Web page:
Contents PREFACE. ........................................................................................................................................... 3 Introduction ........................................................................................................................................ 3 Date of the Puranas ............................................................................................................................ 7 Form of the Puranas ........................................................................................................................... 8 Classification of the Puranas .............................................................................................................. 8 Synopsis of the Vishnu Purana ........................................................................................................ 30 Date of the Vishnu Purana ............................................................................................................... 37 Conclusion........................................................................................................................................ 38 CONTENTS. ...................................................................................................................................... 39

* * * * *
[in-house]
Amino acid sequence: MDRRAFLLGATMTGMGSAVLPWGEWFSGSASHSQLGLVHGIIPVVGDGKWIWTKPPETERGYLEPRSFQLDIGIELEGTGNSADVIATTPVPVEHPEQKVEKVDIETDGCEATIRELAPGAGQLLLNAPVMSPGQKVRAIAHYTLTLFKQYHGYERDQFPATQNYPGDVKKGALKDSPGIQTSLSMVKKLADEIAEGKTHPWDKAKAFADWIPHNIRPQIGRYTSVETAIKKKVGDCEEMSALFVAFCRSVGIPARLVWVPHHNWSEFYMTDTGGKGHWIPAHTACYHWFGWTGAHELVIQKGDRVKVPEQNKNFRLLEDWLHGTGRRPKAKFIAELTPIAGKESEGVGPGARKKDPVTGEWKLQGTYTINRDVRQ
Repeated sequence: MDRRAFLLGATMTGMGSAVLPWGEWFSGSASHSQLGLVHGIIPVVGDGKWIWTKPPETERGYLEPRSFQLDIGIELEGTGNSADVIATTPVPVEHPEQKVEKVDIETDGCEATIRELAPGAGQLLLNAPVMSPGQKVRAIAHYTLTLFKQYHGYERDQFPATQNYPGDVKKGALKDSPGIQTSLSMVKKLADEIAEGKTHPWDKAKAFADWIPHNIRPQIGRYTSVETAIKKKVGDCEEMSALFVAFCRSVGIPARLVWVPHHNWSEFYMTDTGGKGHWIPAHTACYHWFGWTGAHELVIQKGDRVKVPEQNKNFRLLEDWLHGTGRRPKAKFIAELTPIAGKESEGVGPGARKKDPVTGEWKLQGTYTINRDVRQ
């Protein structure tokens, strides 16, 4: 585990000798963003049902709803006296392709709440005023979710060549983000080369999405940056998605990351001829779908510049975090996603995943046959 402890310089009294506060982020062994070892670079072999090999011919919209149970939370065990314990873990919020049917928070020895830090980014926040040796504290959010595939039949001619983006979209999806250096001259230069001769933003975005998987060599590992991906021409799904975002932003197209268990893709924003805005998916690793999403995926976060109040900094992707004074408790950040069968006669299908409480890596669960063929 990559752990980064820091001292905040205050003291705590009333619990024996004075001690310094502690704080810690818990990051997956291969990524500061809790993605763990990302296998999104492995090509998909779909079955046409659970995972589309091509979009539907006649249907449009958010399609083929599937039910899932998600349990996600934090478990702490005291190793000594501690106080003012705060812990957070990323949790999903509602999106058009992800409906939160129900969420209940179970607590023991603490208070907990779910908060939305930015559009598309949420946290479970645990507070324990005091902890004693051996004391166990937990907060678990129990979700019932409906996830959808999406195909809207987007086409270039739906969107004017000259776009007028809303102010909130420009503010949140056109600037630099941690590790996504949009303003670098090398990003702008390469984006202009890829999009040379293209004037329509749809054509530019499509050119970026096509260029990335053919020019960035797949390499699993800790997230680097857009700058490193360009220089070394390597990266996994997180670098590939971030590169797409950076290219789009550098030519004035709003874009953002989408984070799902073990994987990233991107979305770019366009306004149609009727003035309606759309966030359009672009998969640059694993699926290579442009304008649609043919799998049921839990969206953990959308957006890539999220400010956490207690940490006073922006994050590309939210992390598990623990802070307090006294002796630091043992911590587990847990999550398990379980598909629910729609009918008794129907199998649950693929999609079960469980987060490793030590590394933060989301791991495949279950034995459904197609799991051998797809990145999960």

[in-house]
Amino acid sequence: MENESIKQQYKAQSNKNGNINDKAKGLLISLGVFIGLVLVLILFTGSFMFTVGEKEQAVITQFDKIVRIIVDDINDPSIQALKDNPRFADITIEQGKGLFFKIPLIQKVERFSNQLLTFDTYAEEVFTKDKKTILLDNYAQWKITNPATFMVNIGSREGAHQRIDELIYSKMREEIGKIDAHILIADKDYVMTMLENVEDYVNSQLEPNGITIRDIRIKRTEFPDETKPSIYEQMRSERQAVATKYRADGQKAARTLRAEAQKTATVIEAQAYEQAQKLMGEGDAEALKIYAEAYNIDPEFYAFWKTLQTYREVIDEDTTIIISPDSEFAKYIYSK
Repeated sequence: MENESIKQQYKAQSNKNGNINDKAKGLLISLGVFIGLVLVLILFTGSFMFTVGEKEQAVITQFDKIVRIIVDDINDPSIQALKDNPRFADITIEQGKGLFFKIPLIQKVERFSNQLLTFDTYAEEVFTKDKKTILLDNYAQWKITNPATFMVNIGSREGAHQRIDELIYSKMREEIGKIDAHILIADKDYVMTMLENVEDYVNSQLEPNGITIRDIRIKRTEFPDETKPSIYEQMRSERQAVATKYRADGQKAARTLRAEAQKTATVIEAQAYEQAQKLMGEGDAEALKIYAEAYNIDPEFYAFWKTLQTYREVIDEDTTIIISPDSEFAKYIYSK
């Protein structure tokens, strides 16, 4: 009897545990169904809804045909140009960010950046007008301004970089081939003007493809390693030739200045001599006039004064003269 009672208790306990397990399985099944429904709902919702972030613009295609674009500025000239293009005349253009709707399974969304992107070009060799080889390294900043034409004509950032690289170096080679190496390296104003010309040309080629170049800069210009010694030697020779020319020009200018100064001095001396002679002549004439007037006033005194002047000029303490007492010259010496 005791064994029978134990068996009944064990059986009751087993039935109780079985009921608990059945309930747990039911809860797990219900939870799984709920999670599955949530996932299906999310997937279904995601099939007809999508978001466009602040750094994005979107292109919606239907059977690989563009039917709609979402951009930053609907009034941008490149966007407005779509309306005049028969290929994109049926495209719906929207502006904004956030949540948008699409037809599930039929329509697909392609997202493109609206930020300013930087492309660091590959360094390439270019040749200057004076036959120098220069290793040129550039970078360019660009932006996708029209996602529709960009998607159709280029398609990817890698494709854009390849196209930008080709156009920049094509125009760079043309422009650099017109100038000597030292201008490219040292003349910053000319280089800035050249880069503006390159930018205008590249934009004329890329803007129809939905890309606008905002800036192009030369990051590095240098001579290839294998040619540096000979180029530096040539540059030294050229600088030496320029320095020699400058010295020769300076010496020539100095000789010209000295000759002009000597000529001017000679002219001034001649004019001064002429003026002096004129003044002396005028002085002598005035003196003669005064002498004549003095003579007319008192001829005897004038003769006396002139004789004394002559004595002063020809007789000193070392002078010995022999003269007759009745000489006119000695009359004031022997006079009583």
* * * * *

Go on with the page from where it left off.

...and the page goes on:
Introduction THE literature of the Hindus has now been cultivated for many years with singular diligence, and in many of its branches with eminent success. There are some departments, however, which are yet but partially and imperfectly investigated; and we are far from being in possession of that knowledge which the authentic writings of the Hindus alone can give us of their religion, mythology, and historical traditions. From the materials to which we have hitherto had access, it seems probable that there have been three principal forms in which the religion of the Hindus has existed, at as many different periods. The duration of those periods, the circumstances of their succession, and the precise state of the national faith at each season, it is not possible to trace with any approach to accuracy. The premises have been too imperfectly determined to authorize other than conclusions of a general and somewhat vague description, and those remain to be hereafter confirmed or corrected by more extensive and satisfactory research. The earliest form under which the Hindu religion appears is that taught in the Vedas. The style of the language, and the purport of the composition of those works, as far as we are acquainted with them, indicate a date long anterior to that of any other class of Sanscrit writings. It is yet, however, scarcely safe to advance an opinion of the precise belief or philosophy which they inculcate. To enable us to judge of their tendency, we have only a general sketch of their arrangement and contents, with a few extracts, by Mr. Colebrooke, in the Asiatic Researches ; a few incidental observations by Mr. Ellis, in the same miscellany ; and a translation of the first book of the Sanhita, or collection of the prayers of the Rig-veda, by Dr. Rosen ; and some of the Upanishads, or speculative treatises, attached to, rather than part of, the Vedas, by Rammohun Roy . Of the religion taught in the Vedas, 3